YouTube Enrages South Koreans by Demonetizing Viral Coronavirus Reporter

Clark TV, a popular YouTuber in South Korea who reports about the state of coronavirus in China, has abruptly been demonetized by YouTube.
Posted in: Headlines
February 5, 2020 9:22 AM UTC
  • One of the most popular YouTubers reporting about coronavirus in South Korea has been demonetized.
  • South Korean netizens are outraged by the demonetization of a top source of updates regarding the virus outbreak.
  • It raises the question of ambiguity surrounding YouTube’s demonetization guidelines.

Clark TV, a popular YouTuber in South Korea who recently started to report about the state of the coronavirus outbreak in China, has recently been demonetized by YouTube. It sparked outrage amongst local communities who have relied on the YouTuber for on-the-ground reporting.

In recent weeks, Clark TV released footage from Wuhan including videos of local experts, thoughts of journalists that entered Wuhan after the lockdown, and regular updates on the outbreak.

South Korea netizens enraged for abrupt demonetization

For many South Korean communities that have been following the Wuhan coronavirus outbreak, Clark TV has been one of the few direct sources of information on the subject.

The YouTuber, who now has over 600,000 subscribers, frequently releases statements of doctors in Wuhan, translated local media reports from China, and shared videos of various incidents that go unreported in the traditional media.

The YouTuber is best known for translating official reports from the Chinese media and showing the top voted comments on popular articles to show a glimpse of how the Chinese people are actually reacting in real-time to various coronavirus updates and incidents.

For instance, earlier this week, the Chinese media revealed Wuhan is not suffering from severe food shortage.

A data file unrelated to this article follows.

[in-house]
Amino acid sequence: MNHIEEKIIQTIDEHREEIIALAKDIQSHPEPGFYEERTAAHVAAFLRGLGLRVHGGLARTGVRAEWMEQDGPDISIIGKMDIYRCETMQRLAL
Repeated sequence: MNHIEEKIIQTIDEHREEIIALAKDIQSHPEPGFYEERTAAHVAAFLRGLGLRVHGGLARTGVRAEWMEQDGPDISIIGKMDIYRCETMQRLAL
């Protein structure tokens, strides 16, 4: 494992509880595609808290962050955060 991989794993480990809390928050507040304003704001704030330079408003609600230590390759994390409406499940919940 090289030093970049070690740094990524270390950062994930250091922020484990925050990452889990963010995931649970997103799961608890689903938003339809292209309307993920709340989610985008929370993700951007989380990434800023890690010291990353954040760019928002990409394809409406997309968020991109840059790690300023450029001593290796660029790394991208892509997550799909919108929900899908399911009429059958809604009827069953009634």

The People’s Daily report read that Wuhan currently has 34,000 tons of vegetables in storage. This amount can supply the city for about a week, without any additional inflow of food support.

But, the YouTuber read many of the top-rated and voted comments on the People’s Daily Report from local residents. Most of the comments expressed distrust towards local authorities and their claims of having an abundant supply of food.

Simply put, the YouTuber has been showing the other side of the official reports from state-controlled newspapers regarding the Wuhan coronavirus outbreak.

Should reporting about coronavirus be subject to demonetization?

Clark TV has a distinctive style of not spreading unverified rumors about coronavirus nor the outbreak. His style of reporting is to gather local reports from China or popular footage circulating in Chinese communities to translate into South Korean.

Almost all videos of Clark TV about coronavirus are demonetized (source: ISSUE-KING YouTube)

Hence, many top YouTube channels in South Korea including ISSUE-KING, which has nearly 600,000 subscribers as well, are reporting that many people are failing to understand the premise of demonetization.

For YouTube, merely reporting about coronavirus can be considered non-friendly to advertisers. Regardless of how it is reported, information about coronavirus can be deemed sensitive and for that reason, the YouTuber may have been demonetized.

But, YouTube South Korea has had issues of demonetization throughout the past several months.

Many political commentary channels said that most of their videos have been demonetized without sufficient reason, as reported by major South Korean mainstream publication Chosun.

More importantly, while there are YouTubers that are trying to spread false information and intensify fear about coronavirus for higher view counts, YouTubers that are providing balanced reports on the subject have to be treated fairly.

Samburaj Das edited this article for If you see a breach of our Code of Ethics or Rights and Duties of the Editor or find a factual, spelling, or grammar error, please contact us.

Last modified: June 24, 2020 1:04 AM UTC

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Joseph Young @iamjosephyoung

Financial analyst based in Seoul, South Korea. Contributing regularly to CCN and Forbes. I have covered the stock market and bitcoin since 2013.